China’s Central Bank Signals Easing as Economic Growth Slows

China’s central bank signaled possible easing measures to aid the economy’s recovery as growth weakens.

In its latest quarterly monetary policy report published Friday, the People’s Bank of China (PBOC) removed a few key phrases cited in previous reports in its policy outlook, including sticking with “normal monetary policy.” That suggests a shift in stance toward more supportive monetary policy, according to economists at Citigroup Inc., Nomura Holdings Inc. and Goldman Sachs Group Inc.

The report also dropped the phrase to “control the valve on money supply,” which suggests a stepped-up monetary easing, according to Macquarie Group Ltd.’s Larry Hu. The omission of the expression that the PBOC won’t “flood the economy with stimulus” also sets the stage for more decisive monetary and credit easing, Nomura’s Lu Ting wrote in a Sunday note.

Any easing steps would likely be targeted toward small businesses and green finance, according to economists, similar to measures the PBOC has already taken in recent weeks, including 200 billion yuan ($31 billion) of financing for coal projects announced last week. The central bank is also likely to guide credit growth to accelerate next year, according to Guotai Junan Holdings Ltd. analysts led by Qin Han.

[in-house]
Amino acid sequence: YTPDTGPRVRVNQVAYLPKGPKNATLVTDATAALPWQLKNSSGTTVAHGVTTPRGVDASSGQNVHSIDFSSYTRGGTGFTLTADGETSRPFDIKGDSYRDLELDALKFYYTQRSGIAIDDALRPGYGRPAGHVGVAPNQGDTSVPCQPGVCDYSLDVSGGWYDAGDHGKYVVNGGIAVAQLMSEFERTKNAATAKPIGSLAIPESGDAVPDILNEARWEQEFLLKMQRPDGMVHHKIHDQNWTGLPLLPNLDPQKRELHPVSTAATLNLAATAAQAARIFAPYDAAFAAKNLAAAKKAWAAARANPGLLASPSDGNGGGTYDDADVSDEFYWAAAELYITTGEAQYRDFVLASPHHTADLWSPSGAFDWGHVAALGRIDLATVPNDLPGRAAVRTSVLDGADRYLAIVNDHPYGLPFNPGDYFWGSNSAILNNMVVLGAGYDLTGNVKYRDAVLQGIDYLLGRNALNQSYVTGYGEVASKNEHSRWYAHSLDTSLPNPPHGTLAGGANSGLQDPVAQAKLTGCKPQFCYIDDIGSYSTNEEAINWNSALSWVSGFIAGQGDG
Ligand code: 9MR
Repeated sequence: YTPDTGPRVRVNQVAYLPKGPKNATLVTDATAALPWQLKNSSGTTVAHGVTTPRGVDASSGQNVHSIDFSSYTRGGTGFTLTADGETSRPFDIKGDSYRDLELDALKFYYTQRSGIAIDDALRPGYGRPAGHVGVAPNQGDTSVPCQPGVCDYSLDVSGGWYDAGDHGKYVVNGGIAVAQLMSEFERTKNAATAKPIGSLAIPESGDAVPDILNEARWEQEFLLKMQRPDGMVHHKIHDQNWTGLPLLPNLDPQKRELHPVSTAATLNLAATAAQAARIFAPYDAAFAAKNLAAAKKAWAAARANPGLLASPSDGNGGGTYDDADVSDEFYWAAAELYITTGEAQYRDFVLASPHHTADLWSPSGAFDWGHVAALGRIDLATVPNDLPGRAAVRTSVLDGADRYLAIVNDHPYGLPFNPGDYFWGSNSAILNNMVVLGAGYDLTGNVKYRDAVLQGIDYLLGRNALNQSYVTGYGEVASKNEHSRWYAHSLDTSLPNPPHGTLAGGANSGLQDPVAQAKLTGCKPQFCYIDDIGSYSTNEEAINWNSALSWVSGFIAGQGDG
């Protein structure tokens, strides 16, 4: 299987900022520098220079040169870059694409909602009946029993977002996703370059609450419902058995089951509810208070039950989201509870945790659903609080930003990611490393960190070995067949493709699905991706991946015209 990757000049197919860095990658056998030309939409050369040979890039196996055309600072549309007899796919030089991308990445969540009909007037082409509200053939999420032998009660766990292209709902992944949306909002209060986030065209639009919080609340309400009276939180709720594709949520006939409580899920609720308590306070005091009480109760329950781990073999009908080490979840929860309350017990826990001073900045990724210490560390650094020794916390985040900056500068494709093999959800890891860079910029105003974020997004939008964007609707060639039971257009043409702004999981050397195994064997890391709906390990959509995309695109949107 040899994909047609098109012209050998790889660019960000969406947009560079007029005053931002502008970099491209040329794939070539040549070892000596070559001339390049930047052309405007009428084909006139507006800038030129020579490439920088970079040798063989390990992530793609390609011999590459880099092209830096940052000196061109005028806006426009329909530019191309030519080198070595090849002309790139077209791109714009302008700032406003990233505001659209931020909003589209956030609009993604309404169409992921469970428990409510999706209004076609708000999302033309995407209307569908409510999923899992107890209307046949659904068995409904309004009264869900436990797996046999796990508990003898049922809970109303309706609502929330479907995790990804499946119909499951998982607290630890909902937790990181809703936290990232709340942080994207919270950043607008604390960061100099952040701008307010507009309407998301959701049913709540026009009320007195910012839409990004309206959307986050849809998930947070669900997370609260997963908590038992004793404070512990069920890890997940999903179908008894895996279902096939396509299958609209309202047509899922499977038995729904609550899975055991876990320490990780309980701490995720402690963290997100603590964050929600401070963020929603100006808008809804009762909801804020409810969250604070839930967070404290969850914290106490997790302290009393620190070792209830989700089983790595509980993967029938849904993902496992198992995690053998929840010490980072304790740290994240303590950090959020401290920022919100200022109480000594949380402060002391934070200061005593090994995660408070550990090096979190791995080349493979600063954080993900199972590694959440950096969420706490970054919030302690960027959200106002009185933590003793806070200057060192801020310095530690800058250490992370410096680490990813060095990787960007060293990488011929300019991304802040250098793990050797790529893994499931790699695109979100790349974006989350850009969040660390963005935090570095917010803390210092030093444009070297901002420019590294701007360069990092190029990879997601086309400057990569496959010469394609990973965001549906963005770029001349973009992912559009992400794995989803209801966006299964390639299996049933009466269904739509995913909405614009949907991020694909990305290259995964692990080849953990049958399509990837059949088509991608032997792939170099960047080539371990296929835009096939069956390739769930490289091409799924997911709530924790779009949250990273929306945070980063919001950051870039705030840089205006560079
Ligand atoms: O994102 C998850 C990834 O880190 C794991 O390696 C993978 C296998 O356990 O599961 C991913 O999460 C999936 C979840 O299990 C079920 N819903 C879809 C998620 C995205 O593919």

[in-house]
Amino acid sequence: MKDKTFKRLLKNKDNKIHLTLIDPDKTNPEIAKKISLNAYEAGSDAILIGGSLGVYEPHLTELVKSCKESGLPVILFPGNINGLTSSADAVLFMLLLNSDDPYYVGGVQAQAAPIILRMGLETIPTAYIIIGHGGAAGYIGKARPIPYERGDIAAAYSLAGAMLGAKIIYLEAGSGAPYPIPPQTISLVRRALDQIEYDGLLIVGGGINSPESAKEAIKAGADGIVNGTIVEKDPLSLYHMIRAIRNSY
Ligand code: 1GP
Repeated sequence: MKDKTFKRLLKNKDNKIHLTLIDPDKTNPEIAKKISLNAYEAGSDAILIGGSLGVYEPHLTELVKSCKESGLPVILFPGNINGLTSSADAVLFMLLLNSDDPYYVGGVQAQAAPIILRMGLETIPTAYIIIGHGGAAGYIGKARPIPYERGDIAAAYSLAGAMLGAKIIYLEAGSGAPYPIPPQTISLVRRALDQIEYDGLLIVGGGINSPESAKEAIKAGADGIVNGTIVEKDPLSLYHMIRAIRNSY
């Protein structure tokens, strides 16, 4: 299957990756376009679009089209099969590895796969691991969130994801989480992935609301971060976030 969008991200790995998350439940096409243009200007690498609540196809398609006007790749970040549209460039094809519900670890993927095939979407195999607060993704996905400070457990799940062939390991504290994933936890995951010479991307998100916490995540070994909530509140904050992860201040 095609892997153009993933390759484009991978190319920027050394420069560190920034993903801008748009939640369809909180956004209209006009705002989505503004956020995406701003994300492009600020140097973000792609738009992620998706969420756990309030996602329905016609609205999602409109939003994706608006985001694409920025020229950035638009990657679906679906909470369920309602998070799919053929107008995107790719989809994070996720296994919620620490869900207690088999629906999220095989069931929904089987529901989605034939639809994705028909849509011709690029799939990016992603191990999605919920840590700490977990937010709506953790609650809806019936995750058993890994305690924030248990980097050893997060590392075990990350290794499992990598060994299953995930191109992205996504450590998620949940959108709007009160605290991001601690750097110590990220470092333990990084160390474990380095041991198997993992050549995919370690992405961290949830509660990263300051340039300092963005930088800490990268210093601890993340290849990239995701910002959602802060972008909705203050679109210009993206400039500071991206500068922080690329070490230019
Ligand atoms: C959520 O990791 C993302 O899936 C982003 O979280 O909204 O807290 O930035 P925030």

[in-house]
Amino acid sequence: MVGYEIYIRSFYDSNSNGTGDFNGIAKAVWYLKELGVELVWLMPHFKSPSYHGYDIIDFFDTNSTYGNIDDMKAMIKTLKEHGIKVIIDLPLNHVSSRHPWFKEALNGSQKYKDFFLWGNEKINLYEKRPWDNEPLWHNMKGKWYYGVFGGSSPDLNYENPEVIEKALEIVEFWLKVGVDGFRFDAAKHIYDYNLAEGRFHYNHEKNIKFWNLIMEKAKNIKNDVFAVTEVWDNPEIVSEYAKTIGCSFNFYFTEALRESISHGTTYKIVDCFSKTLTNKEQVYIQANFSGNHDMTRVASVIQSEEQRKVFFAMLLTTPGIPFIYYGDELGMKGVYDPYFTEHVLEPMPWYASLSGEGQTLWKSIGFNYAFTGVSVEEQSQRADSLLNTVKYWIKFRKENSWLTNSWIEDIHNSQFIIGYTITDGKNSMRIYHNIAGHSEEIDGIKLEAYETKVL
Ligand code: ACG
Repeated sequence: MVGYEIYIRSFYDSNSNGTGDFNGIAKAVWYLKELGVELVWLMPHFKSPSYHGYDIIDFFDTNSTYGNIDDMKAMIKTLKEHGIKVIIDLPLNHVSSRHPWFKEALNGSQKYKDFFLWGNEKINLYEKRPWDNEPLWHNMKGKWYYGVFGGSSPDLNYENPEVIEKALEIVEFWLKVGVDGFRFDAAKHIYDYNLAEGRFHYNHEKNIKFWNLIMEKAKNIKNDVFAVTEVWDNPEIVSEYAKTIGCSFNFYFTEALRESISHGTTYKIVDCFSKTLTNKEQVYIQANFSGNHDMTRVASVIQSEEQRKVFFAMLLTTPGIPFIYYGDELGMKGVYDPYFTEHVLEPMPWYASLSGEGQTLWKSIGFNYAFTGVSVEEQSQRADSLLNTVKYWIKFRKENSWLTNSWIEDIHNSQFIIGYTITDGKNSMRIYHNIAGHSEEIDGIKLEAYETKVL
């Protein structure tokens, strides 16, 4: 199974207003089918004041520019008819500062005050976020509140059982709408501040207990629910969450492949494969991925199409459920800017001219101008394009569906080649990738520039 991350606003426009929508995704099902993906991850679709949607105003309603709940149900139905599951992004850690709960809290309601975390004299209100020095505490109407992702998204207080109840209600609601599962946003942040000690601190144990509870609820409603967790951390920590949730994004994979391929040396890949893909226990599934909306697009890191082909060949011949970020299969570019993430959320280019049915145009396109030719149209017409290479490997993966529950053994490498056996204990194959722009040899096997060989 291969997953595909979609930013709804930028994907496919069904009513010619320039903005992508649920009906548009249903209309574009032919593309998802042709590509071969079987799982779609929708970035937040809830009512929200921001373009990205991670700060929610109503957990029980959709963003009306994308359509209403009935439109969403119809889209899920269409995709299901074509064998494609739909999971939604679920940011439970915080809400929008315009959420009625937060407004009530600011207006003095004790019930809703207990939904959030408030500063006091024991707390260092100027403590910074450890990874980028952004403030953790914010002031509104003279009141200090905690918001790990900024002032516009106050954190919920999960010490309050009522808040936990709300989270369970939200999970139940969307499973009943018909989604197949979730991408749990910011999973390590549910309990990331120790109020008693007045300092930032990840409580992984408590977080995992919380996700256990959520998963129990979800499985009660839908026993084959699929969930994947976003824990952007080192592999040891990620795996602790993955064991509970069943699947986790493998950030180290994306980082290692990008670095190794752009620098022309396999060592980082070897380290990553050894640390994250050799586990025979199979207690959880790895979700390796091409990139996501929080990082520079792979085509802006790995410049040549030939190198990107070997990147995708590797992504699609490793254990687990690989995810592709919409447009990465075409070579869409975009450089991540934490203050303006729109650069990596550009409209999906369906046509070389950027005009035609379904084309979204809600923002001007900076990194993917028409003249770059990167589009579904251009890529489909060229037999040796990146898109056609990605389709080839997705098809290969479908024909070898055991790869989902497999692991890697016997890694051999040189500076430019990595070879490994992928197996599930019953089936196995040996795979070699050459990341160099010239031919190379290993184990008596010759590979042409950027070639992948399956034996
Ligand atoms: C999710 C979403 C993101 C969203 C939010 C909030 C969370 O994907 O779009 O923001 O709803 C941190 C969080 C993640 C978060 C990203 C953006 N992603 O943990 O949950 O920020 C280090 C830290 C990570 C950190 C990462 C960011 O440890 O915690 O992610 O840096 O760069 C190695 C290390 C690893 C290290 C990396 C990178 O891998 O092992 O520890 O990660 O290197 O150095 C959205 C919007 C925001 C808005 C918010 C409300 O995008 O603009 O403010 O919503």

Goldman Sachs’ Hui Shan and colleagues said policy interest rates would likely remain unchanged, while Nomura’s Lu said the chance of a reduction in the reserve requirement ratio will rise in coming months.

“We expect Beijing to soon significantly step up its monetary easing and fiscal stimulus to counteract the increasing downward pressure,” Lu said.

The PBOC reiterated it won’t use the property market to stimulate growth, adding that it will work with local governments to maintain the “stable and healthy development” of the market and protect consumers’ rights. This suggests increasing chances of marginal structural easing in the coming months, according to Tommy Xie, head of Greater China research at Oversea-Chinese Banking Corp. Ltd.

On the yuan’s exchange rate, the PBOC said it will enhance expectation management, guide small businesses to better manage risks and develop the offshore yuan market. The PBOC may gradually allow a more flexible currency, Xie said in a report Monday.

The PBOC’s quarterly report was released on the same day that Premier Li Keqiang told a seminar that China still faces “many challenges” in keeping the economy stable, although this year’s goals will likely be achieved.

Liu Shijin, who sits on the central bank’s monetary policy committee, said in an online forum Sunday that the economy could enter a period of “quasi-stagflation,” which needs close attention if it happens.

Source: Caixin Global

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